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No voice or hideous hum
Apollo from his shrine
Can no more divine, With hollow shriek the steep of Delphos leaving. No nightly trance, or breathèd spell,
179 Inspires the pale-eyed priest from the prophetic cell.
From haunted spring, and dale
Edged with poplar pale,
igo The Lars and Lemures moan with midnight plaint;
In urns, and altars round,
A drear and dying sound Affrights the flamens at their service quaint ; And the chill marble seems to sweat, While each peculiar Power forgoes his wonted seat.
Forsake their temples dim,
And moonèd Ashtaroth,
Heaven's queen and mother both, Now sits not girt with tapers' holy shine : The Libyc Hammon shrinks his horn ; In vain the Tyrian maids their wounded Thammuz
Hath left in shadows dread
In vain with cymbal's ring
They call the grisly king,
Nor is Osiris seen
In Memphian grove or green, Trampling the unshowered grass with lowings loud;
Nor can he be at rest
Within his sacred chest; Nought but profoundest Hell can be his shroud ; In vain, with timbreled anthems dark, The sable-stoled sorcerers bear his worshiped ark. 220
The dreaded Infant's hand;
Nor all the gods beside
Longer dare abide, Not Typhon huge ending in snaky twine : Our Babe, to show his Godhead true, Can in his swaddling bands control the damnèd crew.
Curtained with cloudy red,
The flocking shadows pale
Troop to the infernal jail,
Hath laid her Babe to rest.
EREWHILE of music, and ethereal mirth,
In wintry solstice like the shortened light
Dangers, and snares, and wrongs, and worse than so, Which he for us did freely undergo :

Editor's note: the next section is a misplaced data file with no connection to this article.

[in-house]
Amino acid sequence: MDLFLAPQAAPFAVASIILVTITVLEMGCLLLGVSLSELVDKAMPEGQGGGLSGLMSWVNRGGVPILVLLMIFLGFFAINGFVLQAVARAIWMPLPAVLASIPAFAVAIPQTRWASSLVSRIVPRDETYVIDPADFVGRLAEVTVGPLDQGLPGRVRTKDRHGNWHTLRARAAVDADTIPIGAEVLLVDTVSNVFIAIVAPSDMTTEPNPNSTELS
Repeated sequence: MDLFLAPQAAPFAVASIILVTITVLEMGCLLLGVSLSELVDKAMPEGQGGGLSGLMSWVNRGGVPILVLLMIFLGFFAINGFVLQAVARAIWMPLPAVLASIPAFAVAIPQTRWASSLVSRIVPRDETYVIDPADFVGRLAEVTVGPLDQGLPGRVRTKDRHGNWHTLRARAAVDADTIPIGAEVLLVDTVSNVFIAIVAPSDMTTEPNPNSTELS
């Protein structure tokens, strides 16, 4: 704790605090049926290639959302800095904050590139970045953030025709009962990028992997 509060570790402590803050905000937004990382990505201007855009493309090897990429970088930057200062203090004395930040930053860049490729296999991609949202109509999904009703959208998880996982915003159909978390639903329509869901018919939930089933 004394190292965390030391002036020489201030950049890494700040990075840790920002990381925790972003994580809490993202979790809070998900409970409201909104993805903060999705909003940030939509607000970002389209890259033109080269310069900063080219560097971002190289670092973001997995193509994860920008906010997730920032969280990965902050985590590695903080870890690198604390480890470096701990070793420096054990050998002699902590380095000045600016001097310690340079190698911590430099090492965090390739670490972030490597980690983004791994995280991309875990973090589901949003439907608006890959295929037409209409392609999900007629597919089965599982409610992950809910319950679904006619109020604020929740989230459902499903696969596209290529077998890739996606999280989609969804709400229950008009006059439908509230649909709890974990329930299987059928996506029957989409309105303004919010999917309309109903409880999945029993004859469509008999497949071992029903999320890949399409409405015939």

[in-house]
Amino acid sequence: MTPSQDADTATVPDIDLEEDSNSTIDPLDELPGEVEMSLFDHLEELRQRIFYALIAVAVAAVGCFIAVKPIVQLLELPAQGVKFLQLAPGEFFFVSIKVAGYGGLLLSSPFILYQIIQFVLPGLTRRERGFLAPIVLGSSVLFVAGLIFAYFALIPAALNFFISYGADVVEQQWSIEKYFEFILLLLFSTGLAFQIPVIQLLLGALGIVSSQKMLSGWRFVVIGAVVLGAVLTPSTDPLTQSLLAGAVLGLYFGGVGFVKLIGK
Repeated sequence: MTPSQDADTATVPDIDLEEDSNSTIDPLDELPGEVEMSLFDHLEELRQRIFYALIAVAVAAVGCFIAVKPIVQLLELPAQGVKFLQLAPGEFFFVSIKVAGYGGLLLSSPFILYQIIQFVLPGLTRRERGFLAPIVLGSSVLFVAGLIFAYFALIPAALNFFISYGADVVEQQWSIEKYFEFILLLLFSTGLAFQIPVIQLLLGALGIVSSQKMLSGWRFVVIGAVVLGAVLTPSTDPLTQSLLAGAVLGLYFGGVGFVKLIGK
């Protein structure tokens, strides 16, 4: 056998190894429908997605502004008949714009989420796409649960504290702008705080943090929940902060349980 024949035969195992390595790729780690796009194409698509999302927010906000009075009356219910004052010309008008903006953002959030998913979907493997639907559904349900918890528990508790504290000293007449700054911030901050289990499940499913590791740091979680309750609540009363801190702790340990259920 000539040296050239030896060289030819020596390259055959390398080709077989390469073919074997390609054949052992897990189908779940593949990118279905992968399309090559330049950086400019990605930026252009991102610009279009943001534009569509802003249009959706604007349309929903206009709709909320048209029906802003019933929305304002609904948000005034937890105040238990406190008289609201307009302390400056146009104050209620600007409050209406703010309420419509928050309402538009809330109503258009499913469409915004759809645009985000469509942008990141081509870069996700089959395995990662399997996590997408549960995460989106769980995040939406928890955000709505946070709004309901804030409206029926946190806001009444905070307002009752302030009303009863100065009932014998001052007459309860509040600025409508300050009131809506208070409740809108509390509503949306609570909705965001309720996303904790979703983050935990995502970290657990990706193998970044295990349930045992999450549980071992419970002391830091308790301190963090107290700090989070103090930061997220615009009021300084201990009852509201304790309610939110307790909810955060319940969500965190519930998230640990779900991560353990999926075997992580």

Most perfect Hero, tried in heaviest plight Of labours huge and hard, too hard for human wight!
He, sovran Priest, stooping his regal head,
Yet more : the stroke of death he must abide; 20 Then lies him meekly down fast by his brethren's side.
These latest scenes confine my roving verse;
Me softer airs befit, and softer strings
Befriend me, Night, best patroness of grief !
The leaves should all be black whereon I write, And letters, where my tears have washed, a wannish
See, see the chariot, and those rushing wheels,
My spirit some transporting cherub feels
There doth my soul in holy vision sit,
Mine eye hath found that sad sepulchral rock
For sure so well instructed are my tears
VIII. Or, should I thence, hurried on viewless wing, - 50 Take up a weeping on the mountains wild, The gentle neighbourhood of grove and spring Would soon unbosom all their echoes mild ; And I (for grief is easily beguiled)
Might think the infection of my sorrows loud Had got a race of mourners on some pregnant cloud. This Subject the Author finding to be above the years he had when he wrote it, and nothing satisfied with what was begun, left it unfinished.
SONG ON MAY MORNING.
Hail, bounteous May, that dost inspire